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EdTech Update




« Disclaimer | Main | A "Duh" moment »

Mountain men and settlers

Joel Adkins at the Twain Blog recently posted "The Academia Gap and the New Philosophers." It seems to have struck a nerve with a good many readers, leading to some interesting reactions by Scott McLeod, Dean Shareski and other commenters.

In summary, Joel wonders if the gap between the "philosophers" academics, consultants and regular blog writers (with seemingly more discretionary time to muck about with new technologies) and the K-12 front line (who actually have real jobs) is growing. He pointedly muses:

I wish I could Twitter and Plurk all day too.
I wish I could research blogs and contribute to the online conversation like they do.
I wish I could Ustream and connect with this global philosophy shift in live streaming.
I wish I could participate in their witty and fun conversations and travel tips they share all day and night.
I wish I could get online and ask for participants from your district because mine…well..they gave up on listening to me months ago because I am “too far out there”.
I wish I could read all those books you all talk about and listen to those podcasts while I get ready to take on a new day.

But I can’t. I have to work.

This resonates with me at some level - given that I have a day job and all. But this is also the same old, same old whine about theories from the ivory tower of education vs. the hard realities of the classroom and library.

Cry me a river. This was my reply to Joel:

I suspect many of your "philosophers" see technology as an avocation, a hobby or a means of personal gratification/identification. When people ask me how I find the time to write, my simple reply is that I don't golf, garden or fool around.

I have resolved (in my own weak mind) the dissonance between the "philosophers" and the practitioners by looking at them through the historical lens of the mountain men and the settlers. Both played important roles in developing the West, but were very different. I see many of the edubloggers, early adopters and tech advocates as the "mountain men" of the virtual frontier. Not everyplace or everything they encounter will have value or be useful and they won't get everyone to go West. But it is vital to at least scout it out and urge others to move into new territories.

(Forgive the sexism of mountain "men" and non-revisionist historical view that populating the US was a good thing. Sigh..)

Anyway, read Joel's posts and the interesting comments that follow. You'll have time if you only play nine holes instead of eighteen today.

"Liver-eatin' McLeod" Mountain man of the virtual West.
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Reader Comments (8)

Great thoughts! I think the Mountain Man metaphor is a good one. The mountain men were great networkers who would come together for a "rendez vous" kind of like the "edublogger cons" or "NECCS" that I have read about :-). And not everyone was cut out to be a Mountain Man (or woman). This prompted me to post a few thoughts as well.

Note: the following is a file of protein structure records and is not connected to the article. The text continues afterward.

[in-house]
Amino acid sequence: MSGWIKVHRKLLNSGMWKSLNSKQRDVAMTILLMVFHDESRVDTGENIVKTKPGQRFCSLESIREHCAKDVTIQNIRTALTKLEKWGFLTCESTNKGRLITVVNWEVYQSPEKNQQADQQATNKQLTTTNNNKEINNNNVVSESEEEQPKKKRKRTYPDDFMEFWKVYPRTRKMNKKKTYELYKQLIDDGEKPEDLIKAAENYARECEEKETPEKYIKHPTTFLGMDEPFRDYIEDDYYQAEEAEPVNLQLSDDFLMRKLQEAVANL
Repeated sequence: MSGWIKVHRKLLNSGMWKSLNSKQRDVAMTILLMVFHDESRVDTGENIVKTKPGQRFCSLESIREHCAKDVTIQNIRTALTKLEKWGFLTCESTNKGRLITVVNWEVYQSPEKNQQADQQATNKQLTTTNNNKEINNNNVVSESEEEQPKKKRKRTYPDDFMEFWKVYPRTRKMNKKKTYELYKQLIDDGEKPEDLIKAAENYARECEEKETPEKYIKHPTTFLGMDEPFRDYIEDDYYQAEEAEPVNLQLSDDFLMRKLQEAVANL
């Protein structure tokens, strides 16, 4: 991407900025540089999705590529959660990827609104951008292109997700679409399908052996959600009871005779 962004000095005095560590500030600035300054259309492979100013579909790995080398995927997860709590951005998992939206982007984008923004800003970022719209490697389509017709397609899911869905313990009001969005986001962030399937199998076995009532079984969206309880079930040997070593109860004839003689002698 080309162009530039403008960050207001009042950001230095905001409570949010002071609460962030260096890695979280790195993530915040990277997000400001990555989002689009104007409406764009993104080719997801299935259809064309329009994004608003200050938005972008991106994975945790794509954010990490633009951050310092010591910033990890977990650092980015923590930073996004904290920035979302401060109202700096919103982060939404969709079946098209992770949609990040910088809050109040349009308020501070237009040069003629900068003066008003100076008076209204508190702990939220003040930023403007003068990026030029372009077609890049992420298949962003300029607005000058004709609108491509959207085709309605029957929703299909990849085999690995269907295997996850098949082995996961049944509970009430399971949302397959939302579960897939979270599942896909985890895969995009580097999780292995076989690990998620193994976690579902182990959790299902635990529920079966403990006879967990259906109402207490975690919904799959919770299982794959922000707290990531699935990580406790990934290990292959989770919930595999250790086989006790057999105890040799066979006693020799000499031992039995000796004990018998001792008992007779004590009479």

And, bebe una cerveza para tu en Cuernavaca! Cuernavaca es fantistico!

July 14, 2008 | Unregistered CommenterRob Darrow

And then there are those of us in the middle. I see myself as the pioneer woman who had to keep body and soul together for herself, the settlers AND the mountain men. My job is to look at the vision of the mountain men and make it work for the settlers - the ones who longed to settle a new land AND the ones who left the "old country" kicking and screaming. Not to mention the children who had no choice in the matter. I need to get them all to the table, fed, watered and talking in a civilized manner.

July 14, 2008 | Unregistered CommenterJacquie Henry

Two things.

I love the mountain men analogy. I'll bank that one.

Secondly, I do golf and fool around (in a good way). Not sure what that means but I don't have time to expound....I've got a tee time, for 18 holes.

July 14, 2008 | Unregistered CommenterDean Shareski

I'm the grizz.


Hey, I love Jeremiah Johnson. Seen it?


July 14, 2008 | Unregistered CommenterMiguel GUhlin

So if you have hobbies not related to the www then you can't be a pioneer? What happened to balance?

Just a thought.

July 15, 2008 | Unregistered CommenterAshley

@ Rob,

The analogy of the rendez vous is a good one! I suspect most mountain men were far less chatty than bloggers tend to be.


@ Jacquie,

I suspect MANY of us see ourselves more in the middle than out front. I know I do as well. And we all know it was WOMEN who have made civilization possible!

All the best,


@ Dean,

More power to you. Some people are just plain efficient. Not me. I am old and slow

If I did fool around, I wouldn't admit it in a space where my wife might be reading!

All the best,


@ Miguel,

I think Jeremiah was a great, great uncle or something. It's why all the men in our family now bear a strong resemblance to Robert Redford.

All the best,


@ Ashly,

Oh I hope most people - even the mountain men - lead somewhat balanced lives, filled with hobbies, family, travel and other passions. I know the people who show a human side in their blogs are the ones who are most interesting to read.

Thanks for the comment,


July 15, 2008 | Unregistered CommenterDoug Johnson

very historical!

October 10, 2009 | Unregistered CommenterHAZ


February 25, 2014 | Unregistered CommenterMIKI

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